Is this the promised end?
Ah, yes, the perfect end to an imperfect semester: a case of plagiarism. It's my least favorite part of this job. Fortunately, it's rare because my assignments tend to be a bit idiosyncratic (e.g., write a letter in the guise of Machiavelli to Hamlet), or I have students analyze tightly specified portions of a text. As a result, it's hard to find something ready made on the Internet for a neat cut and paste job. That doesn't mean students don't try. It just means it's often the crudest and most desperate kind of plagiarism when they do.
And that's what happened. In an effort to earn some much-needed and last-minute extra credit, a student cut and pasted some on-line articles about films we watched this semester. It was garden-variety academic dishonesty, more laziness than venality. I seldom get angry when this happens. Rather, I just get annoyed that now I have to play the cop and endure an unpleasant conversation.
This one didn't even deny it. (Couldn't really. I had the copies of the purloined articles stapled to the turned in assignments.) What irks me the most is being forced out of my role as a teacher and into the role of judge and jury. I know some would say this is a teachable moment, but I doubt you can teach moral character to people in their early 20s. That's already been determined.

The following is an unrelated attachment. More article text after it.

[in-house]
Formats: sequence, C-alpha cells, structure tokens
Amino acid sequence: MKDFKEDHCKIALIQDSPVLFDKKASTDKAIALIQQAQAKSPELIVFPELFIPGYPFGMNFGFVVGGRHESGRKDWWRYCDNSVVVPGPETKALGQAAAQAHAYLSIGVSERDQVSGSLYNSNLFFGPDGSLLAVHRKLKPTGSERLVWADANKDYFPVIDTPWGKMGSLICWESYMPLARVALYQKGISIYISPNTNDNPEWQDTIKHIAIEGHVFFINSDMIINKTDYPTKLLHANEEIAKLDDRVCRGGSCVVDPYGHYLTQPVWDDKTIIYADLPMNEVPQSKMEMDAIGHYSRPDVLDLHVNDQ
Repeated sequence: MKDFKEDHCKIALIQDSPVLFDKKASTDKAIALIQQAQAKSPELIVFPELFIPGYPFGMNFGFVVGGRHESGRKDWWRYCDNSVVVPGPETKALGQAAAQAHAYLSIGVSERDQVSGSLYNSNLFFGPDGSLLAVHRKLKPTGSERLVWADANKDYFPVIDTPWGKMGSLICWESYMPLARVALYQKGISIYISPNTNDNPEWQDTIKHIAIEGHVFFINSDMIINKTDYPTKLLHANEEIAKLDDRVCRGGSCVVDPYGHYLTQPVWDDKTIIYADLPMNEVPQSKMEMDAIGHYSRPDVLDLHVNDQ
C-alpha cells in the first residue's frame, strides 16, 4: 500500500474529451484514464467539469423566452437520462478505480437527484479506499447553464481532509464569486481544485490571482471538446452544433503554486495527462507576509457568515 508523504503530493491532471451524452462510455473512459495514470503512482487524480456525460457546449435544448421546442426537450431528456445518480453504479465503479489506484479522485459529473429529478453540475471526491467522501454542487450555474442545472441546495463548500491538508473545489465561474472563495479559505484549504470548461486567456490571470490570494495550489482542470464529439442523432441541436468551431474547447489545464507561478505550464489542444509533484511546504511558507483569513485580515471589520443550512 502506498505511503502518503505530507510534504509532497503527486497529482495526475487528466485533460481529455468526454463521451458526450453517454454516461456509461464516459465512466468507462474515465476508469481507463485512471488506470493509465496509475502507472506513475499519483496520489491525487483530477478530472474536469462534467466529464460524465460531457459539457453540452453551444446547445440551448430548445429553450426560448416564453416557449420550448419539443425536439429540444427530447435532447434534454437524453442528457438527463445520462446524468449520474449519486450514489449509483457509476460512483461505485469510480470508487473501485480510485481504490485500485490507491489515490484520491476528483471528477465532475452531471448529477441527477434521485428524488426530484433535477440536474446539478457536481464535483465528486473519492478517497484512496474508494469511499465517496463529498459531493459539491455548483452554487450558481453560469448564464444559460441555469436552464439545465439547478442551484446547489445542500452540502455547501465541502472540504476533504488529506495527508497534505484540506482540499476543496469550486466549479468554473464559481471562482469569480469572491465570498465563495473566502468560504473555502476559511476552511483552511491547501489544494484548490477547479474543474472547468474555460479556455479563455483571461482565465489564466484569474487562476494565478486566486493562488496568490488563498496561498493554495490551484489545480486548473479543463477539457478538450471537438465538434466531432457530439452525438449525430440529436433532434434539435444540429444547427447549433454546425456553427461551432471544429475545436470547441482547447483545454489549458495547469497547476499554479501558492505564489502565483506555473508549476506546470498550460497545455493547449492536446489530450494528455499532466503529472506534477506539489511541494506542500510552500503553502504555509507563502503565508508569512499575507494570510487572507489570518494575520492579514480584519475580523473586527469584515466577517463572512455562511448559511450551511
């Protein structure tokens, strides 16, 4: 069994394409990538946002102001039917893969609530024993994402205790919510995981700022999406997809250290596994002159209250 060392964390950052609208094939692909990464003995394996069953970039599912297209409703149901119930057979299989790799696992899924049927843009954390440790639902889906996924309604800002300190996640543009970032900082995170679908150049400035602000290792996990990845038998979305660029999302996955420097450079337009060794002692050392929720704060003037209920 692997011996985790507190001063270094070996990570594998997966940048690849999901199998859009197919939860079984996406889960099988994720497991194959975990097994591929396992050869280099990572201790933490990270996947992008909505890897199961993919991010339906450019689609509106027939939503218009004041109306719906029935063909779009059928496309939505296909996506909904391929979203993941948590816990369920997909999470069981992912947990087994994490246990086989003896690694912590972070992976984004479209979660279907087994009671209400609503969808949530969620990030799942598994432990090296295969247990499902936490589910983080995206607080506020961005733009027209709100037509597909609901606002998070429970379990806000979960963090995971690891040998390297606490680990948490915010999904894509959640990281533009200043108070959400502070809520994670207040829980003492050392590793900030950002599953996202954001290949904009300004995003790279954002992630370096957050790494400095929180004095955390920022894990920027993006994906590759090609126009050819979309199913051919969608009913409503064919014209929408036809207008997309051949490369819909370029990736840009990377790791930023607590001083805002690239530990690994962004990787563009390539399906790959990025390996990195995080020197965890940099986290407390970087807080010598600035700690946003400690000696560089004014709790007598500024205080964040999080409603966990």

And I'm never entirely happy with my decision about how to handle it. Each case seems so different. During my first semester at the college a kid plagiarized a paper and I busted him on it. Later, after he graduated, he wrote a threatening letter to the governor of our state and signed my name to it. I had a visit from a criminal investigator and a postal inspector shortly afterwards.
I once had a kid plagiarize a paper on, of all things, copyright law. And once I caught a young woman plagiarizing in the first-year honors seminar. I really liked her, too. Nevertheless, for three years until she graduated she could not make eye contact with me whenever we passed in hallways, which was rather awkward if we were the only ones present.
Another time, when I was a TA, I suspected a young woman of plagiarizing a paper. This was before the widespread use of the Internet. In those days you had to go to the library and find the original journal article. I struck out on that front, so I hit upon the idea of making a little speech about academic dishonesty in front of the class. You know, "the play's the thing wherein I'll catch the conscience of the king." So, using my gravest voice, I read the pertinent sections of the student handbook and watched her face for signs of guilt.
Nothing. Complete impassivity.
Discouraged, I walked back to my office. By the end of the day, three students had come in to confess. Some were in tears. One was terrified I was going to have him thrown out of the university. None was my original suspect.
Sometimes it's best not to know.